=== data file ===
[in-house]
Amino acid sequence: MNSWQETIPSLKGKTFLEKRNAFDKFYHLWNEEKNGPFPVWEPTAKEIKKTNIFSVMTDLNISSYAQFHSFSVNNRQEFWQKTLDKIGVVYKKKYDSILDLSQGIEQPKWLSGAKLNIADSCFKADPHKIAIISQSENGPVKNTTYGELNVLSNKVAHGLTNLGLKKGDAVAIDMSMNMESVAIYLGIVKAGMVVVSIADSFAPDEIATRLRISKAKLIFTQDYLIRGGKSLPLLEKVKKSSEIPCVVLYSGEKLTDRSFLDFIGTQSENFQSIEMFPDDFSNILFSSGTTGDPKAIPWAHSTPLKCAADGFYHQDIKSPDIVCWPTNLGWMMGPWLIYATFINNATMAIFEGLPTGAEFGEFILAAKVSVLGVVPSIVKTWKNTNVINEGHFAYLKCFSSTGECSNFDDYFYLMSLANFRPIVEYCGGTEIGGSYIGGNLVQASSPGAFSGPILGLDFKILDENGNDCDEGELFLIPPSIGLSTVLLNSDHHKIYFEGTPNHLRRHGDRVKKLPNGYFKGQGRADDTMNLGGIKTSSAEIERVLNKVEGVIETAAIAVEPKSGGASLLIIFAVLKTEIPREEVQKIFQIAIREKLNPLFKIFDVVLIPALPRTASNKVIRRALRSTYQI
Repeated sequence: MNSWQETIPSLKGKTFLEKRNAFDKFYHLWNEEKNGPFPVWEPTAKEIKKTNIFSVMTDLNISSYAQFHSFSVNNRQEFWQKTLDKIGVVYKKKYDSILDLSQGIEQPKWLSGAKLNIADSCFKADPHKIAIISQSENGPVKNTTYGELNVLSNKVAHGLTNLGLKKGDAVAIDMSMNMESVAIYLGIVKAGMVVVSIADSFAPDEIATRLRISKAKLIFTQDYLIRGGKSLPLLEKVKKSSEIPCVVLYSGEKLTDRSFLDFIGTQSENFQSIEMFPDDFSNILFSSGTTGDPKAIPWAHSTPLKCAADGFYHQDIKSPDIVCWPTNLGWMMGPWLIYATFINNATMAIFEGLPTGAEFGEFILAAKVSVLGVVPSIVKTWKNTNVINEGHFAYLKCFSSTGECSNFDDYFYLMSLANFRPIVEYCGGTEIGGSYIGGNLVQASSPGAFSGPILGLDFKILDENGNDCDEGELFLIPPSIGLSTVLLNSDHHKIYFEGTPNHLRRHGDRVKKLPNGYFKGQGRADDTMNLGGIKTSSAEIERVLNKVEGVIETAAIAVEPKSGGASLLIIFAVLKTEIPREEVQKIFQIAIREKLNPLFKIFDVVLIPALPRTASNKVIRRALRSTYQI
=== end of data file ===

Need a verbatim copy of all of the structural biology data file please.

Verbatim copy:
[in-house]
Amino acid sequence: MNSWQETIPSLKGKTFLEKRNAFDKFYHLWNEEKNGPFPVWEPTAKEIKKTNIFSVMTDLNISSYAQFHSFSVNNRQEFWQKTLDKIGVVYKKKYDSILDLSQGIEQPKWLSGAKLNIADSCFKADPHKIAIISQSENGPVKNTTYGELNVLSNKVAHGLTNLGLKKGDAVAIDMSMNMESVAIYLGIVKAGMVVVSIADSFAPDEIATRLRISKAKLIFTQDYLIRGGKSLPLLEKVKKSSEIPCVVLYSGEKLTDRSFLDFIGTQSENFQSIEMFPDDFSNILFSSGTTGDPKAIPWAHSTPLKCAADGFYHQDIKSPDIVCWPTNLGWMMGPWLIYATFINNATMAIFEGLPTGAEFGEFILAAKVSVLGVVPSIVKTWKNTNVINEGHFAYLKCFSSTGECSNFDDYFYLMSLANFRPIVEYCGGTEIGGSYIGGNLVQASSPGAFSGPILGLDFKILDENGNDCDEGELFLIPPSIGLSTVLLNSDHHKIYFEGTPNHLRRHGDRVKKLPNGYFKGQGRADDTMNLGGIKTSSAEIERVLNKVEGVIETAAIAVEPKSGGASLLIIFAVLKTEIPREEVQKIFQIAIREKLNPLFKIFDVVLIPALPRTASNKVIRRALRSTYQI
Repeated sequence: MNSWQETIPSLKGKTFLEKRNAFDKFYHLWNEEKNGPFPVWEPTAKEIKKTNIFSVMTDLNISSYAQFHSFSVNNRQEFWQKTLDKIGVVYKKKYDSILDLSQGIEQPKWLSGAKLNIADSCFKADPHKIAIISQSENGPVKNTTYGELNVLSNKVAHGLTNLGLKKGDAVAIDMSMNMESVAIYLGIVKAGMVVVSIADSFAPDEIATRLRISKAKLIFTQDYLIRGGKSLPLLEKVKKSSEIPCVVLYSGEKLTDRSFLDFIGTQSENFQSIEMFPDDFSNILFSSGTTGDPKAIPWAHSTPLKCAADGFYHQDIKSPDIVCWPTNLGWMMGPWLIYATFINNATMAIFEGLPTGAEFGEFILAAKVSVLGVVPSIVKTWKNTNVINEGHFAYLKCFSSTGECSNFDDYFYLMSLANFRPIVEYCGGTEIGGSYIGGNLVQASSPGAFSGPILGLDFKILDENGNDCDEGELFLIPPSIGLSTVLLNSDHHKIYFEGTPNHLRRHGDRVKKLPNGYFKGQGRADDTMNLGGIKTSSAEIERVLNKVEGVIETAAIAVEPKSGGASLLIIFAVLKTEIPREEVQKIFQIAIREKLNPLFKIFDVVLIPALPRTASNKVIRRALRSTYQI